Improved vapor intrusion field investigation methods are needed to support cost-effective evaluation of the vapor intrusion pathway. Intensively monitored sites, such as the Borden Landfill in Canada, have greatly contributed to an understanding of the physical and chemical processes that control the transport of chemicals in groundwater. For this project, a similar approach employing intensively monitored sites with specially designed monitoring networks was used to address the critical groundwater-to-indoor-air vapor intrusion pathway.

The development of refined vapor intrusion guidance, step-wise screening, and cost-effective field investigation approaches will benefit facility managers by providing investigation results that support a defensible evaluation of vapor intrusion. Determination of the presence or absence of vapor intrusion impacts is important to the site management process. Definitive determination of the absence of vapor intrusion allows resources to be directed to other site impacts while avoiding presumptive mitigation, which can be burdensome from both financial and public relations perspectives.


The objective of this project was to identify a cost-effective and accurate protocol for investigating vapor intrusion into buildings overlying contaminated groundwater. Three performance goals were established, and all objectives were met, namely,

  • Collection of data representative of site conditions
  • Determination of vapor intrusion impacts at demonstration sites (i.e., indoor air concentration of chemical above risk-based screening limit, not attributable to background indoor air sources)
  • Development of a reliable vapor intrusion investigation approach (i.e., identify a limited scope investigation approach with higher accuracy than current approaches).

Demonstration Results

The demonstration results supported the use of a step-wise process for evaluating vapor intrusion from groundwater sources. This recommended evaluation process has been documented in a White Paper. The recommended sampling program when evaluation of individual buildings is required is summarized below.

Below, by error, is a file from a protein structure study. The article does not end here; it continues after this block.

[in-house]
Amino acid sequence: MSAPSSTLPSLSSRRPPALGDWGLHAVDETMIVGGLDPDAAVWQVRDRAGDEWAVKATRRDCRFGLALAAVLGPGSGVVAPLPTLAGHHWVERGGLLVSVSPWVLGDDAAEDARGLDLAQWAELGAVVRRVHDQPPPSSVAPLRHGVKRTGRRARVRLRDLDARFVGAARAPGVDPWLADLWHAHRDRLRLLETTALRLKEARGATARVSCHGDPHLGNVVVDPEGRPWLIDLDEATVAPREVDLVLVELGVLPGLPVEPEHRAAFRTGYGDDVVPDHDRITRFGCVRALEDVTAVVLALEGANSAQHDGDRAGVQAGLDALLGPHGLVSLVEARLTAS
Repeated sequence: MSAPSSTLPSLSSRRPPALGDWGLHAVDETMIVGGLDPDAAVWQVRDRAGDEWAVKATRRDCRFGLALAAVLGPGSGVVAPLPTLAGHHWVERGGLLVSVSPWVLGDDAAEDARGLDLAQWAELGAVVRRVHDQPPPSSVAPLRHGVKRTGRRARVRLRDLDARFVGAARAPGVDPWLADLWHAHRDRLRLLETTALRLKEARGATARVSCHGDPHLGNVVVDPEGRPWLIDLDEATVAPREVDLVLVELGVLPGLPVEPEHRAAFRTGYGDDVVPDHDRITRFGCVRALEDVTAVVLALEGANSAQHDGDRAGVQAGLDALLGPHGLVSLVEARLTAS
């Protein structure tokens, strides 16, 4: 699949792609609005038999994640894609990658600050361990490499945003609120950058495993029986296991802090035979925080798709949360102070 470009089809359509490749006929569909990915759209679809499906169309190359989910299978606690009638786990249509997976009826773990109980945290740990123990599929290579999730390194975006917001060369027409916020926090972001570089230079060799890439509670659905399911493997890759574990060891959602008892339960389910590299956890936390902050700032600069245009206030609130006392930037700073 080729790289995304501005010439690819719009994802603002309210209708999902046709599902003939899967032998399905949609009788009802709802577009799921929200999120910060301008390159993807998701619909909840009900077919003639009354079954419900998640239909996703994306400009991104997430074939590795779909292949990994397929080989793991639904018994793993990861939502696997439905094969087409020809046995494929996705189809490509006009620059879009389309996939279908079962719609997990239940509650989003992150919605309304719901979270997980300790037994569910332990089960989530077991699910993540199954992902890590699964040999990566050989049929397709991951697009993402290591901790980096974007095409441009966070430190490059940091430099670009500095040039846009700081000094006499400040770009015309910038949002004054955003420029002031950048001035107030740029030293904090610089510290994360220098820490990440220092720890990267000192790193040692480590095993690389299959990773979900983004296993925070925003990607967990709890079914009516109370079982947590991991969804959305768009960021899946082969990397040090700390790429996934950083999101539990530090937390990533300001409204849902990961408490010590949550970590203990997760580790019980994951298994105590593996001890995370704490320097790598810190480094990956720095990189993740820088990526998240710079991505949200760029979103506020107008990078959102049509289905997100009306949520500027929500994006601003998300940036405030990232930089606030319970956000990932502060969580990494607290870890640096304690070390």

1) TO-15 selective ion monitoring (SIM) may be required for indoor and ambient air samples to achieve detection limits below regulatory screening values. TO-15 analyses are conducted by numerous commercial laboratories. The TO-15 analyte list may vary between laboratories and should be reviewed to ensure inclusion of all volatile chemicals of concern (COC). 2) Radon samples analyzed by Dr. Doug Hammond ( at the University of Southern California Department of Earth Sciences as described in McHugh et al. (2008). Analysis of radon in gas samples is not currently available from commercial environmental laboratories; however, Dr. Hammond will conduct the analysis for environmental consultants and other parties. 3) Recommended number of samples for a typical residence with a 1,000-2,000 ft2 foundation. Additional samples may be appropriate for larger structures.

Implementation Issues

Spatial and temporal variability in volatile organic compound (VOC) concentrations has a significant impact on vapor intrusion investigations. High spatial and long-term temporal variability in soil gas (SG) VOC concentration results in high uncertainty associated with VOC transport through the vadose zone. Because of this high variability, a large number of sample locations and sampling events is needed to accurately characterize the VOC distribution in soil gas.

Other observations and lessons learned concern the sampling and analysis process. Summa canisters are the most commonly used containers for SG or air sample collection. Because these canisters are typically provided by the laboratory and reused many times, care must be taken to prevent cross-contamination between sample events. Another important consideration with SG samples is the use of a leak tracer, important to ensure that the collected sample is not impacted by significant leakage of ambient air. Some leak tracer compounds such as difluoroethane (DFA) and isopropyl alcohol may cause elevated detection limits for target compounds. It is important to confirm with the analytical laboratory that the tracer compound will not interfere with the analysis of target compounds.

The demonstration results have been used to develop a recommended approach for cost-effective, building-specific evaluation of vapor intrusion impacts at corrective action sites. It is important to note, however, that the understanding of vapor intrusion is evolving rapidly and that the recommended approach may not satisfy all regulatory requirements. The end user should review applicable guidance and regulations and modify or supplement this approach to ensure that regulatory requirements are satisfied. (Project Completed - 2008)